BRUSSELS, March 29 (UPI) -- The European Commission has officially launched what promises to be a contentious debate over greenhouse gas reduction and renewable energy targets for 2030.
In releasing its "green paper" on a 2030 framework for climate and energy policies Wednesday, the commission kicked off a three-month process during which it will gather feedback from member states, industry players, environmentalists and others as it seeks to extend climate change efforts beyond the current binding 2020 targets.
The European Union sees the 2030 framework as an interim step along the path to its ambitious low-carbon energy "road map" for 2050, which envisions reducing greenhouse gas emissions to 80-95 percent less than 1990 baseline levels.
Renewable energy backers and environmentalists have long called on the commission to define firm 2030 targets, which they say are needed quickly not only to save the planet from global warming, but also to spur investments in alternative energy projects and energy efficiency measures.
The scope of the debate is ambitious, basically laying out the continent's energy policy future for years to come, and so is controversial.
It's coming at a time of economic recession and continuing financial crises in Europe which have affected what EU members are capable of or willing to do.
Meanwhile, opposition to mandating set levels of renewable energy development also remains strong among some member states, including Britain, The Guardian reported.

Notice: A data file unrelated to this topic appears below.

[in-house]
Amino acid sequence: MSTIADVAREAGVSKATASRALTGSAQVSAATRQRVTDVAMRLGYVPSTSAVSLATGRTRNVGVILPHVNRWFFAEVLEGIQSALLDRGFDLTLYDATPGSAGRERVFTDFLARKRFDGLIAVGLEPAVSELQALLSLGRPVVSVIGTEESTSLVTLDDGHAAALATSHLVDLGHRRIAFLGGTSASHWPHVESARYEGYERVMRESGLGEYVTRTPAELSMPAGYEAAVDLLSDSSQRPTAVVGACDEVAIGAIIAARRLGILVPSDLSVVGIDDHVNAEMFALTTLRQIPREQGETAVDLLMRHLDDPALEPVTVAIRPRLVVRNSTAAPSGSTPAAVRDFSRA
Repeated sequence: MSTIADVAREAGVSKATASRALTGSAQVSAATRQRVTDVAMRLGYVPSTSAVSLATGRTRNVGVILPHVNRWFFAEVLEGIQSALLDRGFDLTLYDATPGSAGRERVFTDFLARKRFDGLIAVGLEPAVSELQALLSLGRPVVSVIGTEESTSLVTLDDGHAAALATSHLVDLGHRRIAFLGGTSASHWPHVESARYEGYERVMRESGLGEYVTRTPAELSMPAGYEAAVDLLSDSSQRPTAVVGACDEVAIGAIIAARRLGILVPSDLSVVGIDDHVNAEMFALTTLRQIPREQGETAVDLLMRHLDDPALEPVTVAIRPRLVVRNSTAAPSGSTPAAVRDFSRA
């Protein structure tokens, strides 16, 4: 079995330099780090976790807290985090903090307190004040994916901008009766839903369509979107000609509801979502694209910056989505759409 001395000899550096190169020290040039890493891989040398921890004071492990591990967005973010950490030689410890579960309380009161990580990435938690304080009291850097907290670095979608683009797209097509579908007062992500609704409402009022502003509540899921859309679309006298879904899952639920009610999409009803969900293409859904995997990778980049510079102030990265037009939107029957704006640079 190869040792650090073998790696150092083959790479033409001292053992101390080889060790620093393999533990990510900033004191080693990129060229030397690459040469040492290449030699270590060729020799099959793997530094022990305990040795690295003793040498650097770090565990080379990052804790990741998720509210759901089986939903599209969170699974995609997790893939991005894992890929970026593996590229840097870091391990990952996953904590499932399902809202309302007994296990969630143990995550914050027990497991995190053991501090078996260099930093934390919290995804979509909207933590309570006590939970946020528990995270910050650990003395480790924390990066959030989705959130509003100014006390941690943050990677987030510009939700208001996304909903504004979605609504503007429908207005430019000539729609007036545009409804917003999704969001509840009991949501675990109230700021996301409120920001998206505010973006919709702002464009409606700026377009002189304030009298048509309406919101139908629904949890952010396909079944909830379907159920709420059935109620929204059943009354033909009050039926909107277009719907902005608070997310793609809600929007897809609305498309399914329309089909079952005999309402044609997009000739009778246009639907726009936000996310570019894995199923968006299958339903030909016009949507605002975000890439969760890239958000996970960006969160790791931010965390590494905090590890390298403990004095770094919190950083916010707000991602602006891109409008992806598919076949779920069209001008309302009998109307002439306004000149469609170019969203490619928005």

The effort is also being launched as the world's nations are still negotiating a successor to the U.N. global climate change treaty, which isn't expected to be signed until 2015 and likely won't come into force until 2020.
"We need to define our climate and energy policy framework for 2030 as soon as possible to ensure proper investment that will give us sustainable growth, affordable competitive energy prices and greater energy security," EU Commissioner for Energy Gunther Oettinger said.
"The new framework must take into account the consequences of the economic crisis, but it must also be ambitious enough to meet the necessary long-term goal of cutting emissions 80-95 percent by 2050."
"We have (binding) targets for 2020, but for most investors, 2020 is around the corner," added EU Commissioner for Climate Action Connie Hedegaard. "It's time to define the targets for 2030. The sooner we do that, the more certainty we get to our companies and our investors. And the more ambitious these targets are, the better for the climate."
In the green paper, the commission says there is a consensus that to reach its Roadmap 2050 decarbonization goals, greenhouse gas reductions will have to be stepped up from the 20 percent to be achieved in 2020 to 40 percent by 2030 -- anything less than that would result in higher energy costs.
For renewables, the 2050 policy scenarios would require a 30 percent share for renewable sources in Europe's energy mix by 2030, up from 2020's 20 percent.
"A 2030 target for renewables would have to be carefully considered as many renewables sources of energy in this time frame will no longer be in their infancy and will be competing increasingly with other low-carbon technologies," the commission noted.